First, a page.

Editor’s note: We at Three Sheets Northwest love to get out on our boat and write about it. So when local marinas got together to create the Passport to Puget Sound program this year, we were intrigued. The program aims to give boaters another reason to head out for the weekend and visit local marinas, allowing them to collect prizes if they fill a “passport” with enough stamps. We’ll try to visit all 15 participating marinas this year, from Olympia’s Swantown to Cap Sante in Anacortes. What follows is the first in an occassional series about what we found on our journeys. Let us know what you think in the comments sections below.
The thwack! of the newspaper hitting the cockpit Sunday morning is not the only sign that isn’t your regular marina.
Dock Street Marina, at the end of the Thea Foss Waterway in Tacoma, has become known for its concierge level of service. Along with delivering the Sunday paper, marina employees present arriving boats with a complimentary gift bag containing discount coupons to local businesses, a mug and other items.
They’ll offer suggestions on local attractions, making hand-written notes on a map of downtown about places boaters might like to visit. They’ll deliver ice to your boat, provide slipside pumpouts. Craig Perry, Dock Street’s general manager, believes the marina’s employees are its best feature.
“They know the city inside and out,” he said. “They’re all really, really friendly. They love what they do.”
That level of service has garnered accolades for Perry and the marina, but Dock Street is distinctive in other ways as well.
Situated a short distance from I-704, State Route 509 and a railway line running along the waterway, it’s an oasis in the midst of a very urban, industrial environment. The busy thoroughfares hum with vehicle traffic and trains rumble along the tracks, occasionally sounding their horns. And to top it off, we were treated to 30 bikers roaring down Dock Street at full tailpipe decibles.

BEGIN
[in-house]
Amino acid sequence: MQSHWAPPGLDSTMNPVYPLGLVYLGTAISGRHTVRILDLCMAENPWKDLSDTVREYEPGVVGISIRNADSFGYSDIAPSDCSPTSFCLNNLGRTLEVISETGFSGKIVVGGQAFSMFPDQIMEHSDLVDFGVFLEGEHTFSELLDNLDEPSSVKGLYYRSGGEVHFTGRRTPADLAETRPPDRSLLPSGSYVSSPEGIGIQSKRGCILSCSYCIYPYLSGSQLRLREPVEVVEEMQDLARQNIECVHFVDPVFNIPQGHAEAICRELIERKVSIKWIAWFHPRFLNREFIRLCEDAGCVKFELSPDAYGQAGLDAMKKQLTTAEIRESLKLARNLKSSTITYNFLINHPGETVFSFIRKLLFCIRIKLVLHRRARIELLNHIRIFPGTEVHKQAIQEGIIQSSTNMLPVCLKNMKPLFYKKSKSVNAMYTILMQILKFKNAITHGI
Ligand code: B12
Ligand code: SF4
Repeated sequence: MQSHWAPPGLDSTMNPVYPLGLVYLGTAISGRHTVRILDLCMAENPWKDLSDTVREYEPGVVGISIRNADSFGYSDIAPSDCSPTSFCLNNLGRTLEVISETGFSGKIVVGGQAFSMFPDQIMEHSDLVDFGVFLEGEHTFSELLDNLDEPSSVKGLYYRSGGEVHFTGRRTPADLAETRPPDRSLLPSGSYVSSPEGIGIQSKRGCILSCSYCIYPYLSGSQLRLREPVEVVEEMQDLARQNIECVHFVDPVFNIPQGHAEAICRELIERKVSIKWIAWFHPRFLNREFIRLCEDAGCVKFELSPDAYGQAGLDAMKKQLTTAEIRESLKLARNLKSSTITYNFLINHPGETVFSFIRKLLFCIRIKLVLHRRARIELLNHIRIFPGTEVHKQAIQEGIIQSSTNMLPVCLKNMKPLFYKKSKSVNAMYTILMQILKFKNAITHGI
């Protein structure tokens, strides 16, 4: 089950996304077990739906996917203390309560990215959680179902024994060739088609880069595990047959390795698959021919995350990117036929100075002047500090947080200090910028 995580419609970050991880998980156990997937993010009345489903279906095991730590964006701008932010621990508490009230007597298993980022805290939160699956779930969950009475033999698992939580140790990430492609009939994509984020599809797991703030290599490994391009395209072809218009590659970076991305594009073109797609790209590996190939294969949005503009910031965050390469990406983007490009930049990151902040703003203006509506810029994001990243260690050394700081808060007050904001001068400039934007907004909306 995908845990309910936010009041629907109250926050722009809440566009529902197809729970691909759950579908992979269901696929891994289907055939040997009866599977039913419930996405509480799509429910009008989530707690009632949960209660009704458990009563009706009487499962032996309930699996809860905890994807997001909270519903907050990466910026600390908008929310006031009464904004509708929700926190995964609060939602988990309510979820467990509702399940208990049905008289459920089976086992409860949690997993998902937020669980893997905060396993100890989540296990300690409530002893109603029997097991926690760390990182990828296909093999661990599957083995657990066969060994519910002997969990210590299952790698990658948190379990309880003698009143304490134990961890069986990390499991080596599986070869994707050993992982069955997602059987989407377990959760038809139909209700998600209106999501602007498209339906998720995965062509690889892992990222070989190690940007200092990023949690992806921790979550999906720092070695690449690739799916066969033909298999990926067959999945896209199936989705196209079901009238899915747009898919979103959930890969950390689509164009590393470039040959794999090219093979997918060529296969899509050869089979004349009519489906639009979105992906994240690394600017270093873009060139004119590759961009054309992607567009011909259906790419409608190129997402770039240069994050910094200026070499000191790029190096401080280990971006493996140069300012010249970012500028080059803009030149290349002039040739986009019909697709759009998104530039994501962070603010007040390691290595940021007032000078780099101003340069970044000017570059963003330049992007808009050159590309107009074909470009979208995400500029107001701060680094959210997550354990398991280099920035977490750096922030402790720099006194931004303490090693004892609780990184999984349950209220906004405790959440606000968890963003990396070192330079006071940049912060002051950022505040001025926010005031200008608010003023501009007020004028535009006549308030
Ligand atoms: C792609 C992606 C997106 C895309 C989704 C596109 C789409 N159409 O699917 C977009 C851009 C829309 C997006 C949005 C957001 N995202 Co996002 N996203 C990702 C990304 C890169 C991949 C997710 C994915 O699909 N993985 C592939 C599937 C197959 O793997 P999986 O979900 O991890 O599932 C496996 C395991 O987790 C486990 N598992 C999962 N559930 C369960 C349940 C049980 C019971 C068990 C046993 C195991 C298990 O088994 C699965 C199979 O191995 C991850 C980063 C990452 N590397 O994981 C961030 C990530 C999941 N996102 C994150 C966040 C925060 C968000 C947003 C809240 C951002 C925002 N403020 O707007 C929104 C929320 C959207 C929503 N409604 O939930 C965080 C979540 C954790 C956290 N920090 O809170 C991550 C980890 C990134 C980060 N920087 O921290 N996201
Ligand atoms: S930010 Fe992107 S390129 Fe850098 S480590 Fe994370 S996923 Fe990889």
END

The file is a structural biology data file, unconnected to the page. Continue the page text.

Quiet? Not exactly. But if you’re looking for an urban cruising experience, Dock Street is a great choice, particularly for museum enthusiasts. The Glass Museum — the only museum in the country dedicated solely to glass — sits directly in front of the marina.
Across a pedestrian bridge linking the waterway with downtown is the Washington State History Museum. The Tacoma Art Museum, the Children’s Museum of Tacoma and the Foss Waterway Seaport museum are a short walk away, as are restaurants, shops and bars.
The marina has 90 slips ranging from 36 to 60 feet, with about 20 slips available for guest moorage and a 320-foot dock suitable for groups of boaters. Its facilities are top-notch, with wide fairways and slips, large cement docks, spotless restrooms with free showers, power at both ends of the slips and cable available to all boats.
The location, buffered by tall buildings, a bridge and the Tacoma Dome, offers protection from both northerly and southerly winds, Perry said.
“The location is phenomenal,” he said. “It’s very protected. When other marinas as getting buffeted by weather, we’re just fine down here.”